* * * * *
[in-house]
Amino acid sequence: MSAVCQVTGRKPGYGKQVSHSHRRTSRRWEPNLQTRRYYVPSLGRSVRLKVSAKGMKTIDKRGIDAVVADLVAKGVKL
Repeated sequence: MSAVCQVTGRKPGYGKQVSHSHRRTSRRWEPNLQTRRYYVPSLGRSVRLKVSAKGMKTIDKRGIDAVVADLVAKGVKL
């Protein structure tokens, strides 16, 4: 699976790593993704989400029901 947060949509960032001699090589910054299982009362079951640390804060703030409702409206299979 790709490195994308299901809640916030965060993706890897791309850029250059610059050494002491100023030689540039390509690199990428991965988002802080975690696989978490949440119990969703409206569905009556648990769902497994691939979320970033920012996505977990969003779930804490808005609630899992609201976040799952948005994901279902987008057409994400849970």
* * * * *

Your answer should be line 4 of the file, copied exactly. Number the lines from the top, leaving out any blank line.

């Protein structure tokens, strides 16, 4: 699976790593993704989400029901 947060949509960032001699090589910054299982009362079951640390804060703030409702409206299979 790709490195994308299901809640916030965060993706890897791309850029250059610059050494002491100023030689540039390509690199990428991965988002802080975690696989978490949440119990969703409206569905009556648990769902497994691939979320970033920012996505977990969003779930804490808005609630899992609201976040799952948005994901279902987008057409994400849970």